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Fashion on TV: are just facts enough?

2010/06/29 Source

By Han Sang-hee
Staff reporter

For fashion-savvy men and women, television is the easiest way to tune into the latest trends. Nowadays, cable channels offer various programs from both home and abroad, and it's up to viewers to pick the most suitable show to fit their taste.

Browsing the shows aired here, one may find that local offerings tend to feature only one side of fashion and also discover the need for more entertaining, creative ideas to attract the eyes and ears of viewers. What is fashion without a bit of innovation and creativity, anyway?

The more information, the better

Fashion programs in Korea follow a common pattern: the more information, the better.
Many shows here offer advice on the act of purchasing: where to buy what, how to get the best deal, and which season or time is the best to open your wallets.

"It hasn't been long since viewers have shown such a vast interest in fashion. We have a limited amount of time to produce and make such shows and one of the most important factors is the budget. Limited time and budget doesn't allow for a lot of possibilities, and the fastest and most effective way to satisfy viewers is to offer them useful information", Lee Woo-chul, chief producer of cable channel OnStyle's production team, told The Korea Times.

Satisfying viewers under a tight budget is one thing, but Koreans being info-savvy is not a trend, but actually a cultural trait.

"Korean consumers are relatively shy when it comes to making decisions about purchases. On the other hand, consumers in the United States and Western cultures tend to follow a more individualistic tendency, thus have more confidence in their decisions", wrote Yeo Jun-sang, marketing expert and writer of the book "The 33 Immutable Laws of Marketing in Korea".

"We (Korean consumers) compare choices with others, and we also look for external factors that will justify our decisions", he added.

This explains why Korean viewers and consumers are interested in getting their hands and eyes on as much information possible, which leads producers to continuously come up with such shows.

Another easy example to gauge the interest of viewers is to visit the program's Web site. Most comments are about products aired during the program, asking where viewers can purchase them. Numerous comments are posted after every episode, and viewers can get even more information through the Web site.

Fashion director Woo Jong-wan, actress Lee Seung-yeon and comedienne Kim Hyo-jin-II lead the savvy audience through the world of fashion on "Talk & City".

A tough crowd to satisfy

For Koreans, making decisions is not so easy when there is so much choice. That's why they study. And when they study, they study hard.

"Sometimes, viewers know more than us (in terms of fashion). In my opinion, I think there should be a more specialized system within the production team. We have to know as much as fashion magazine editors to cater to viewers with the exact information they are looking for. We have to know what we are talking about. We have to be faster and work twice as hard", Lee said.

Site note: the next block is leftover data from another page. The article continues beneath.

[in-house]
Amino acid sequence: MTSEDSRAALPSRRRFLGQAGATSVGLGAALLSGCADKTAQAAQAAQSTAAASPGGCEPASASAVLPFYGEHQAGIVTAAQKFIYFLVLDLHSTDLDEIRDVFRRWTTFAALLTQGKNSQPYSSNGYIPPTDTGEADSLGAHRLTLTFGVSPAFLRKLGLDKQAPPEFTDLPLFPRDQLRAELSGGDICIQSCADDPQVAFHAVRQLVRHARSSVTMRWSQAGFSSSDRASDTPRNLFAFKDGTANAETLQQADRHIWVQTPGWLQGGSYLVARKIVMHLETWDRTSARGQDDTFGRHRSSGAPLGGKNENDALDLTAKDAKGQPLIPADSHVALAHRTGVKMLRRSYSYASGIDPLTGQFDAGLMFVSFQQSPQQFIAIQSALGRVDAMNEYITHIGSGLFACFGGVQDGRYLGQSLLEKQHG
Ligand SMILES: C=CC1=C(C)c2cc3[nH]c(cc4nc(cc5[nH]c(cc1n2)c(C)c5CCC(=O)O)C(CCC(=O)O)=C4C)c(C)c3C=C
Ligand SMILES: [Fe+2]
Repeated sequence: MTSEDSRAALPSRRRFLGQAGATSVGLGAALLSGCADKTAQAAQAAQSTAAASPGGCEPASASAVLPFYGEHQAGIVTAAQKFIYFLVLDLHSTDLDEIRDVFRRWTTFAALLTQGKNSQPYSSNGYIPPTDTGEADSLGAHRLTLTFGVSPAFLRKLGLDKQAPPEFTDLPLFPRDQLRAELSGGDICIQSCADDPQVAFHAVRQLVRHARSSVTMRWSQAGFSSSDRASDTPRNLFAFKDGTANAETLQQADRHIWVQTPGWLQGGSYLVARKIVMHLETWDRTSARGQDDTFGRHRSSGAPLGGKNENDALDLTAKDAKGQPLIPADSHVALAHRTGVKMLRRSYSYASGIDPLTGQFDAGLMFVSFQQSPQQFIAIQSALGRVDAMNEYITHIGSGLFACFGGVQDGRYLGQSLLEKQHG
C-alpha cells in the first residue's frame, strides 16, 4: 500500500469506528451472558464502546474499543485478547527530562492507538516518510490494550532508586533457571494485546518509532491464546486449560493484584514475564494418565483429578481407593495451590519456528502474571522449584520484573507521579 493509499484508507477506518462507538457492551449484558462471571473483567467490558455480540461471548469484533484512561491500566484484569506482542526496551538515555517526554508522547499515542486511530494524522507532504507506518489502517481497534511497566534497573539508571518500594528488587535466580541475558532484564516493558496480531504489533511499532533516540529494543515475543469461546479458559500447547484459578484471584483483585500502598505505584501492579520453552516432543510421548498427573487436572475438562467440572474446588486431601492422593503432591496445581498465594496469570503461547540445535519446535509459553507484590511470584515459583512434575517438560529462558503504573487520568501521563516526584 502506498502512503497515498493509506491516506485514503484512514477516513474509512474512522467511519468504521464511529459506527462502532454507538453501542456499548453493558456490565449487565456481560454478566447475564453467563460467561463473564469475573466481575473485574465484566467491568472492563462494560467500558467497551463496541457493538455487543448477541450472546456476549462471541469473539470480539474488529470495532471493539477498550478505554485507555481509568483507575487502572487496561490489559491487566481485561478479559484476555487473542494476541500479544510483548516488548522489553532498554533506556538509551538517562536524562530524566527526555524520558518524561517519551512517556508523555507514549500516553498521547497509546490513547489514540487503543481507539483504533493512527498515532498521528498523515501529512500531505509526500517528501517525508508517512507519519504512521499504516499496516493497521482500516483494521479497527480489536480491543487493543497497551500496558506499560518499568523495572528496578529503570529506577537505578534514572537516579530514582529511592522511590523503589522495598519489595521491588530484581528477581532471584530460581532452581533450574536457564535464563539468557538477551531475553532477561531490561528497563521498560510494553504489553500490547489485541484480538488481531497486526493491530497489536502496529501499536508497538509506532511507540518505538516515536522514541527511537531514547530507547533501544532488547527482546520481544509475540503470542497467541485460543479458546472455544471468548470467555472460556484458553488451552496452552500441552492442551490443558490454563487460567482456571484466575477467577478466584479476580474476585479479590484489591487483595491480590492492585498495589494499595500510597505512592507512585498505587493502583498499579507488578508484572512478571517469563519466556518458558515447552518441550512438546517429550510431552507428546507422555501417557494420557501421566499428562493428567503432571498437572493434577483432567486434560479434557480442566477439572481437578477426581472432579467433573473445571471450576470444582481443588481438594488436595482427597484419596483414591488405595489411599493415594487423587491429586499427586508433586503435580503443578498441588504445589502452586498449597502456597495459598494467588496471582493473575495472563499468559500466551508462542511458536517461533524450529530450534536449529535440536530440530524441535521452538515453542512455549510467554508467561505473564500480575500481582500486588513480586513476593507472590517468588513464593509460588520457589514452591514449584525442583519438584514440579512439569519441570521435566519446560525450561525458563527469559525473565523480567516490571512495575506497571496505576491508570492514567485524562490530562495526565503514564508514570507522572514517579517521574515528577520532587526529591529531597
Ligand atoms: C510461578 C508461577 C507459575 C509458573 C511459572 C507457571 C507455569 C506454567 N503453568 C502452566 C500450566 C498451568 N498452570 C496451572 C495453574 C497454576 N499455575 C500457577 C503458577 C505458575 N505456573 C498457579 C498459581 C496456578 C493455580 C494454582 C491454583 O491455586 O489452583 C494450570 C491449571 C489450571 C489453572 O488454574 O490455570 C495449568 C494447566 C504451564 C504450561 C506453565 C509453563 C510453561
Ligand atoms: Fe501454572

One of the best known programs that follow this pattern is StoryOn's "Talk & City". Hosted by actress Lee Seung-yeon, comedienne Kim Hyo-jin-II and fashion director Woo Jong-wan, the show is in its fourth season and was also made into a book "Talk & City Style Shopping Book".

The three hosts wander around the country seeking hip, trendy and useful information regarding fashion, food, shopping and makeup, and their journey has become an effective channel for viewers looking for handy tips.

Another show is OnStyle's "Style Magazine" hosted by model Cha Ye-ryun. Launched in 2006, the program is one of the first fashion-related shows in Korea and strives to offer the trendiest and fastest news possible.

"Everyone on the production team has to stay alert and when we confront something we don't know, we contact an expert immediately to make sure everything is in order. (In this sense), viewers can be a bit scary", he said laughing.

Creativity is key

While overseas programs airing on cable networks offer more diversity_ one-on-one fashion makeovers ("Tim Gunn's Guide to Style", "Extreme Makeover"), reality and competition shows ("The Fashion Show", "Project Runway", and "Launch My Line") or reality docu-dramas ("Rachel Zoe Project", "Man Shops Globe") _ Korean networks still need time to air big-budget series at the moment, but they are willing to try when the right time and right idea arrives.

Viewers, being informative as ever, already understand the need for such diversity by watching such shows on television and via the Internet and they are not afraid to point it out.

"Local shows have a strong point of being closer to reality: viewers can actually visit the shops featured in the program and purchase items there. But other than that, it's hard to ignore the fact that we lack in creativity", said Maria Kim, a 26-year-old office worker who watches local fashion programs from time to time.
OnStyle has been at the forefront of bringing Korean versions of already popular fashion reality programs, including "Project Runway Korea" and the soon-to-be-aired "Korea's Next Top Model", and this attempt will hopefully bear fruit in the future.

"It's hard to ignore the fun factor when making a program. We have brought both entertaining and high quality shows over the years and will continue our efforts to offer something original, creative and stylish in the future as well", Lee said.
Model Cha Ye-ryun is the host of OnStyle's hit show "Style Magazine". The show is one of many fashion-related programs aired in Korea. / Courtesy of OnStyle

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